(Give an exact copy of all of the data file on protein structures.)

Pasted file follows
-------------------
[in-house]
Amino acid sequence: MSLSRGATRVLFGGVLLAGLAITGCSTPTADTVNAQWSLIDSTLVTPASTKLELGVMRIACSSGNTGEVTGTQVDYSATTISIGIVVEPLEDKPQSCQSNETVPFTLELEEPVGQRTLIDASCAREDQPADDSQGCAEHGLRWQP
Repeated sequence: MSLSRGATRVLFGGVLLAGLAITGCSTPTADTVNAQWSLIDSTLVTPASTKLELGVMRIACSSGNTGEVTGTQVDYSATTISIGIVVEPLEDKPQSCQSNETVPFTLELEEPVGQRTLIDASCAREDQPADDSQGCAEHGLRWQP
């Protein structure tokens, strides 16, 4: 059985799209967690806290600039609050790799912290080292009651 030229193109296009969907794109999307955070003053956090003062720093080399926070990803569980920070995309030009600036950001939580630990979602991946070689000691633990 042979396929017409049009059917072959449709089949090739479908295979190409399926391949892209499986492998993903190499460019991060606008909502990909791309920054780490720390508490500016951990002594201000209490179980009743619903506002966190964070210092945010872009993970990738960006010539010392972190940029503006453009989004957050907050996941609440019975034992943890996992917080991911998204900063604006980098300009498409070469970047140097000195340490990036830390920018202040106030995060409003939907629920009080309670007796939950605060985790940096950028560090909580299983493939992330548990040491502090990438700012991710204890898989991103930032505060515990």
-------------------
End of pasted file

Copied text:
[in-house]
Amino acid sequence: MSLSRGATRVLFGGVLLAGLAITGCSTPTADTVNAQWSLIDSTLVTPASTKLELGVMRIACSSGNTGEVTGTQVDYSATTISIGIVVEPLEDKPQSCQSNETVPFTLELEEPVGQRTLIDASCAREDQPADDSQGCAEHGLRWQP
Repeated sequence: MSLSRGATRVLFGGVLLAGLAITGCSTPTADTVNAQWSLIDSTLVTPASTKLELGVMRIACSSGNTGEVTGTQVDYSATTISIGIVVEPLEDKPQSCQSNETVPFTLELEEPVGQRTLIDASCAREDQPADDSQGCAEHGLRWQP
């Protein structure tokens, strides 16, 4: 059985799209967690806290600039609050790799912290080292009651 030229193109296009969907794109999307955070003053956090003062720093080399926070990803569980920070995309030009600036950001939580630990979602991946070689000691633990 042979396929017409049009059917072959449709089949090739479908295979190409399926391949892209499986492998993903190499460019991060606008909502990909791309920054780490720390508490500016951990002594201000209490179980009743619903506002966190964070210092945010872009993970990738960006010539010392972190940029503006453009989004957050907050996941609440019975034992943890996992917080991911998204900063604006980098300009498409070469970047140097000195340490990036830390920018202040106030995060409003939907629920009080309670007796939950605060985790940096950028560090909580299983493939992330548990040491502090990438700012991710204890898989991103930032505060515990």